Every spring in Colorado, the “Is it safe yet?” question comes up—and every spring brings a different answer. Springtime has always been variable, and as the climate changes, so does the safe planting date.
But here are some questions you can ask yourself to determine when the time is right: Has the snow melted? Is the ground dried out enough that you can walk across your property without sinking in? Working in wet soil is never a good idea since you can compact it, reducing its ability to transfer water and nutrients to the plant roots. If you can form a soil ball that sticks together when you handle it, it is too wet to work.
Once the ground is workable, get the weeds out! Spring cleaning in the garden is time-consuming, but so important. Rake up the leaves and any fallen twigs or branches. Tidy up your perennials; they are often happy to spread, and they may want to take over an area. Don’t be afraid to dig them up, divide or compost the extras and then replant them. The smaller the perennial, the easier it is to move it, so do this early in the spring before they start a growth spurt.
It is also a good idea to add compost early in the spring because the coming rain will help to leach nutrients down from the compost into the plant roots.
As soon as the ground is workable in the spring—as soon as you see flowers peaking up out of the ground—it is safe to plant new perennials. Perennials are adapted to cold nights but those coming right out of a greenhouse are tender and could freeze at temperatures below 30 degrees. It is best to buy plants that have been outside all winter or for a few weeks, not in the greenhouse. It is a good idea to ask about this when purchasing plants in the early spring.
At Dwyer Greens & Flowers, we purchase young liners and bare root perennials in late February and early March and then grow them in the greenhouse for four to six weeks, giving them a chance to root into their containers. Then we kick them outside to “harden off” in an unheated, protected area. If you purchase perennials that have not been hardened off it may be necessary to set them in a protected area for a week or two. This can be under an eave or any other roof or covering. If you use cloth for protection, be careful as the cloth must not touch the plants. Once they are hardened off, they will withstand the cold.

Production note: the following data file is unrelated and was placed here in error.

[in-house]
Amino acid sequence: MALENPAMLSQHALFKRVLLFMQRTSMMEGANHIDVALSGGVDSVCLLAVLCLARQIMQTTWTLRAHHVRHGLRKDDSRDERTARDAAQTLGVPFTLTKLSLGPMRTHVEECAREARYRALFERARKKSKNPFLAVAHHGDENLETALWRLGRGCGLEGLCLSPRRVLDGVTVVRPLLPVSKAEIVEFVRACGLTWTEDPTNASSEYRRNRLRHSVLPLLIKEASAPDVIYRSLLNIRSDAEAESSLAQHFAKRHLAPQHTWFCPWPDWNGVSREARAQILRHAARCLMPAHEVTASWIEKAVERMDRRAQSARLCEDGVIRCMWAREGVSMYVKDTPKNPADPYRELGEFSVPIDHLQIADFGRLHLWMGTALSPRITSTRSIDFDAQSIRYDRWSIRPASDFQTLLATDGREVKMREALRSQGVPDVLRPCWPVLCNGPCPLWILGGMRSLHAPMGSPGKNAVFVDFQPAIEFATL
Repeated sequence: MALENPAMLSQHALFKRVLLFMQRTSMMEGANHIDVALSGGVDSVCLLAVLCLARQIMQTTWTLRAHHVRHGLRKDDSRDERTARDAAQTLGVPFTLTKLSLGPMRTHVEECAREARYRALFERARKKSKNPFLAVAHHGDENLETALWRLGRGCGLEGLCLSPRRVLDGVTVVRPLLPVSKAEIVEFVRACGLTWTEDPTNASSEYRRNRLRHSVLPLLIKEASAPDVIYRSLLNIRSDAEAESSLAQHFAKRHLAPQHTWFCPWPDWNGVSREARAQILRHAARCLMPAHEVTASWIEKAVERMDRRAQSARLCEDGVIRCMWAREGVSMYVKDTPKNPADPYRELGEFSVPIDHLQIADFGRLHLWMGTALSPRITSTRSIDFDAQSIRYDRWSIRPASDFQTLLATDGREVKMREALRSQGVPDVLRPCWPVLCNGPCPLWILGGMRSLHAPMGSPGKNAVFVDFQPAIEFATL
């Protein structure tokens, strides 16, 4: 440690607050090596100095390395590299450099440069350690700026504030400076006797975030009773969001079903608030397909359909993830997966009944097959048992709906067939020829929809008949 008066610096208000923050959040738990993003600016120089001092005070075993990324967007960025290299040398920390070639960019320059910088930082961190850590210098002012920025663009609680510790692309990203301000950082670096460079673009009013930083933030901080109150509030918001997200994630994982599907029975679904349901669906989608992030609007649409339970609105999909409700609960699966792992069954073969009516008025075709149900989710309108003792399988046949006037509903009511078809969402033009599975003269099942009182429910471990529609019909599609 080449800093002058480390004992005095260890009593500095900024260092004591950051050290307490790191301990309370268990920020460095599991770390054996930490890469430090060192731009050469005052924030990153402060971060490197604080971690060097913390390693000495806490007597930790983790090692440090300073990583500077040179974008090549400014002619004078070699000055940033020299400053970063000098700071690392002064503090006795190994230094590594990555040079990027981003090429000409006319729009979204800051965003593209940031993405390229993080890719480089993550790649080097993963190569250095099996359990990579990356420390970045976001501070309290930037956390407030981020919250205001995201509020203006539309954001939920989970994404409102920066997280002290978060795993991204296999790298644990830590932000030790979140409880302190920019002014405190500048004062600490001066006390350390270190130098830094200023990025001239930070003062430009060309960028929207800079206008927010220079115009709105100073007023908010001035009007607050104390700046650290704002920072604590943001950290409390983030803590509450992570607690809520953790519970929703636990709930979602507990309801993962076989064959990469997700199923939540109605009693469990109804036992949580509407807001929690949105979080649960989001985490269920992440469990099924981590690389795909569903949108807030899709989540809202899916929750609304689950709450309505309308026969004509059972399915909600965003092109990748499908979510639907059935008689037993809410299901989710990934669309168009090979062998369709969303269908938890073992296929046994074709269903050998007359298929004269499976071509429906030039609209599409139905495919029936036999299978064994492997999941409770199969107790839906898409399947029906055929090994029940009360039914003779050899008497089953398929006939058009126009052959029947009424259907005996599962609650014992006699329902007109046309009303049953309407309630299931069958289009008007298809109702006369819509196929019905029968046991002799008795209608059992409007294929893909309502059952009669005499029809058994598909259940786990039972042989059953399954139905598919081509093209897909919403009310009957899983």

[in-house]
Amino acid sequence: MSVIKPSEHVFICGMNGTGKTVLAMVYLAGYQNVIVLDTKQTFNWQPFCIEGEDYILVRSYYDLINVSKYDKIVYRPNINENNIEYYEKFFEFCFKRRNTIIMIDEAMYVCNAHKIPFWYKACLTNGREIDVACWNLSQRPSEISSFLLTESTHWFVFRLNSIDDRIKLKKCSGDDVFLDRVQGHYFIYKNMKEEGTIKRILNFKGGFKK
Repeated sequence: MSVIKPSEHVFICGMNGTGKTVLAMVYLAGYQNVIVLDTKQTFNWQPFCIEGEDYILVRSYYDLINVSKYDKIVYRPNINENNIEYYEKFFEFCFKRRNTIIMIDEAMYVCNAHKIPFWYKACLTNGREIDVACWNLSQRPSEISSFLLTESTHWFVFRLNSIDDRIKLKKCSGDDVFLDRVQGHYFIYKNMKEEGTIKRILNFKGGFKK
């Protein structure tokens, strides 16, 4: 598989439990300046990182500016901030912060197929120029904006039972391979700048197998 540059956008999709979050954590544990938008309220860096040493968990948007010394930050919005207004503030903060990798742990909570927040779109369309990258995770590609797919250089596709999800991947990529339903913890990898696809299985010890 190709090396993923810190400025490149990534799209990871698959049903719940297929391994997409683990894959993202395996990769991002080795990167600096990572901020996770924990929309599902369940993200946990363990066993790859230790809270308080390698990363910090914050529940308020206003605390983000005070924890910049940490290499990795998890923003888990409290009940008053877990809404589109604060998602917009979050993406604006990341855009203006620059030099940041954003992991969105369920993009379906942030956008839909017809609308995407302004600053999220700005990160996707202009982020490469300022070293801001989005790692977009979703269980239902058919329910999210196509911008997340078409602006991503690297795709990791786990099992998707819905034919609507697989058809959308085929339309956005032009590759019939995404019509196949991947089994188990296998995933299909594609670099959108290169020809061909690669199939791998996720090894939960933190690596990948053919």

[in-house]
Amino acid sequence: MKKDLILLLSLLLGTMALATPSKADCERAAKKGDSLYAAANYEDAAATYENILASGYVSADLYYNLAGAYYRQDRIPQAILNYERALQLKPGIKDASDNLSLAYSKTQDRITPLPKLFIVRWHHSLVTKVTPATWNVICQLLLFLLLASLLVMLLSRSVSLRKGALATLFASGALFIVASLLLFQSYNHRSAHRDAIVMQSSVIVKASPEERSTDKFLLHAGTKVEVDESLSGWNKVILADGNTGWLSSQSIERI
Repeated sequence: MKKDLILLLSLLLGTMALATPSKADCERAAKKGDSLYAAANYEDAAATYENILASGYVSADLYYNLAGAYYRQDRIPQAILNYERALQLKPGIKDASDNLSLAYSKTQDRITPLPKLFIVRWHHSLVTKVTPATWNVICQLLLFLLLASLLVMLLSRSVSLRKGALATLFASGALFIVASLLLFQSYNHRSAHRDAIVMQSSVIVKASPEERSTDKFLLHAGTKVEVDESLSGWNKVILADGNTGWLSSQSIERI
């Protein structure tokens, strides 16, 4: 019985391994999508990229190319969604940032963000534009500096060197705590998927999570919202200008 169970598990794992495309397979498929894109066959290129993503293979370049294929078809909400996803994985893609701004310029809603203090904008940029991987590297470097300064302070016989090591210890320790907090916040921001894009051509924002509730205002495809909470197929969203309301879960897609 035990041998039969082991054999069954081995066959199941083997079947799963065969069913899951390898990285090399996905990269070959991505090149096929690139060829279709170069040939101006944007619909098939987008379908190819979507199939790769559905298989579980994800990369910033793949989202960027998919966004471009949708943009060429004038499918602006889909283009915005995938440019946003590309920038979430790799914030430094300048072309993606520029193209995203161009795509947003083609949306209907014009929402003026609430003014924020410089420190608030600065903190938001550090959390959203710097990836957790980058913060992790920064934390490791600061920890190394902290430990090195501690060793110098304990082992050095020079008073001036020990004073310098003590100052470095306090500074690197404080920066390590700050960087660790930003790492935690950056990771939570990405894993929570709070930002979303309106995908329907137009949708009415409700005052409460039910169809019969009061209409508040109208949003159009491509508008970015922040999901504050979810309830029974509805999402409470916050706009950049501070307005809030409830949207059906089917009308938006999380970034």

Annuals are another matter. They should not be planted until the weather “settles”, and some annuals are hardier than others. Pansies like it cool and once they are hardened off, they are fine in temperatures as low as 25 degrees. Other annuals—zinnias, marigolds, basil and tomatoes—won’t withstand anything below 32; they really need warmer nights.
In the lower Roaring Fork Valley, it is usually safe to set hanging baskets and other annuals out around mid-May. But I caution everyone to watch the weather as it may be necessary to protect them some nights. (You can see month-long forecasts for individual towns online at AccuWeather.com)
Safe planting dates vary by elevation, and at Dwyer Greens, we never deliver pots or plant annuals at higher elevations until mid-June.
Average Safe Planting Dates for the Valley
- Rifle, New Castle – May 15
- Glenwood Springs – May 30
- Carbondale, El Jebel, Basalt – June 1
- Snowmass, Aspen – June 15
Author Lynn Dwyer, co-owner of Dwyer Greens & Flowers, teaches classes and workshops and mentors gardeners. Learn more at DwyerGreens.com.